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As France's leading biocluster, Genopole is an incubator for cutting-edge projects in biotechnology. Located in the city of Évry, just south of Paris, Genopole provides a unique environment for scientists and entrepreneurs seeking to advance research and innovation.

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Advantages

Genopole accompanies researchers, postdocs and start-up entrepreneurs through all the phases of their projects to ensure the best possible conditions for business development.

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Genopole’s citizens

Every day, at Genopole, researchers, entrepreneurs and students cross paths, share ideas and unite forces in a veritable melting pot for innovation.

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Highlights

Giving wings to research and empowering employment in our community are cornerstones of Genopole's mission. Catch up on recent scientific advances, the accomplishments of our biotech actors and the events that enliven the biocluster.

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Success stories

Mario Amendola – 2016 research chair


Mario Amendola directs the Genome Editing research group within Integrare
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With research chair funding from Genopole and MSD France, Mario Amendola was able to launch his innovative research on targeted genome interventions to correct the mutations responsible for a range of currently untreatable genetic blood disorders, including sickle-cell anemia, hemophilia, and beta thalassemia among others.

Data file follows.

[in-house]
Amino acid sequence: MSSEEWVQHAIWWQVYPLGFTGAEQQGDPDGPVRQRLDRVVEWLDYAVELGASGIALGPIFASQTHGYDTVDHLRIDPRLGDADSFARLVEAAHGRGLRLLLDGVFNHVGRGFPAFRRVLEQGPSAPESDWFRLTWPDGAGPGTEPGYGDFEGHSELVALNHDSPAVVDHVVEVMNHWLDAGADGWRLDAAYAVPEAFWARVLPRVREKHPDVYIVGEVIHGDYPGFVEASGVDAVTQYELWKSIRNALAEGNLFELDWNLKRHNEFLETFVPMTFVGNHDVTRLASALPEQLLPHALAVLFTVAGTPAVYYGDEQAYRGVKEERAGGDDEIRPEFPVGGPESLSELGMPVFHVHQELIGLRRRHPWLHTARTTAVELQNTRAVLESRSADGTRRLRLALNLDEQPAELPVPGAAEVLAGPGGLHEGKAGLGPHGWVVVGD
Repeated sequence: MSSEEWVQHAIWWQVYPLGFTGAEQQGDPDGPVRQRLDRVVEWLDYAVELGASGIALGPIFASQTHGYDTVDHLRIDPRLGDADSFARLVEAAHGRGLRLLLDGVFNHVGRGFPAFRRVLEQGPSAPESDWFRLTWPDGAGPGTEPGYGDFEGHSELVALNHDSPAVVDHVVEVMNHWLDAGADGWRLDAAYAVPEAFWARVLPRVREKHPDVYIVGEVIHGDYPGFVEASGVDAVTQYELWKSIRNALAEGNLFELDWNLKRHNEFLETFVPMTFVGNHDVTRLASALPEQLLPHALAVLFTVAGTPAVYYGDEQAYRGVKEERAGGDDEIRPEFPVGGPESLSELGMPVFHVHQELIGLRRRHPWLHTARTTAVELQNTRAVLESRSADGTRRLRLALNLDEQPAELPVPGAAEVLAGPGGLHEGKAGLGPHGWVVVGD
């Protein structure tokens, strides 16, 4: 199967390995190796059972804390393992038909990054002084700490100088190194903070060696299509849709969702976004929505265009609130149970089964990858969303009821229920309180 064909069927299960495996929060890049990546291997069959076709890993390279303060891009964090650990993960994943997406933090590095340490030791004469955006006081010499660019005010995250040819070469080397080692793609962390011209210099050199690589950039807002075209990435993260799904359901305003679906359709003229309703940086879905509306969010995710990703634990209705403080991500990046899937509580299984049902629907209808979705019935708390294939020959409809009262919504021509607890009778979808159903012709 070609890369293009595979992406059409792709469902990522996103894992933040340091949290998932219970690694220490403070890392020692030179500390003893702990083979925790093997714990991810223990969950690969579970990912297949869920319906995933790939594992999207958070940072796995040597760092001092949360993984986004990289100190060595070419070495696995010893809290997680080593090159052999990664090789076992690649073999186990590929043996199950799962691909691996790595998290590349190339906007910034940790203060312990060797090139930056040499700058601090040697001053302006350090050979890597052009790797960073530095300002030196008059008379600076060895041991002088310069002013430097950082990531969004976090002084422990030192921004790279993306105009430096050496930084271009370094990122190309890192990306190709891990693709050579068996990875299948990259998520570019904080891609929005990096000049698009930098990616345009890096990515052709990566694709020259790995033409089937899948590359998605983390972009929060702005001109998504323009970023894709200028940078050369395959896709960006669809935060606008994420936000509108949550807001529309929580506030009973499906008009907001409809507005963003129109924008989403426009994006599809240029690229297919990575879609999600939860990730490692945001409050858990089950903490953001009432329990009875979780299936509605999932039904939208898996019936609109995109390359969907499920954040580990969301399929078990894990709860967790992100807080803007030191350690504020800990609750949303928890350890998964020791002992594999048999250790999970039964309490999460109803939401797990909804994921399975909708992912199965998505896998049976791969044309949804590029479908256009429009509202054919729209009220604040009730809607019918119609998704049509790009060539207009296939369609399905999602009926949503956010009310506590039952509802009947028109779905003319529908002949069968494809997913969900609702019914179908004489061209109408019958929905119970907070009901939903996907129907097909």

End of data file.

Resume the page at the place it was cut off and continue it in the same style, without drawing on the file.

He created and directs today the Genome Editing research group within Integrare.
His work resulted in an ex vivo blood stem cell modification strategy involving Crispr-Cas9, the “genetic scissors” technology recognized by the 2020 Nobel Prize in Chemistry.

Mario Amendola’s strategy is aimed at harnessing hematopoietic stem cells for the production and blood-borne delivery of therapeutic proteins able to correct diseased cells.

CitationWith the Action Initiative Grants, I was able to create my own research team. My objective is to develop innovative approaches for targeted genome modifications—insertions, deletions, DNA repair—with the goal of definitively curing certain blood diseases (sickle-cell anemia, beta thalassemia, etc.) that currently have few therapeutic options. Thanks to this financing, our research on these promising tools is underway.” Mario Amendola

With support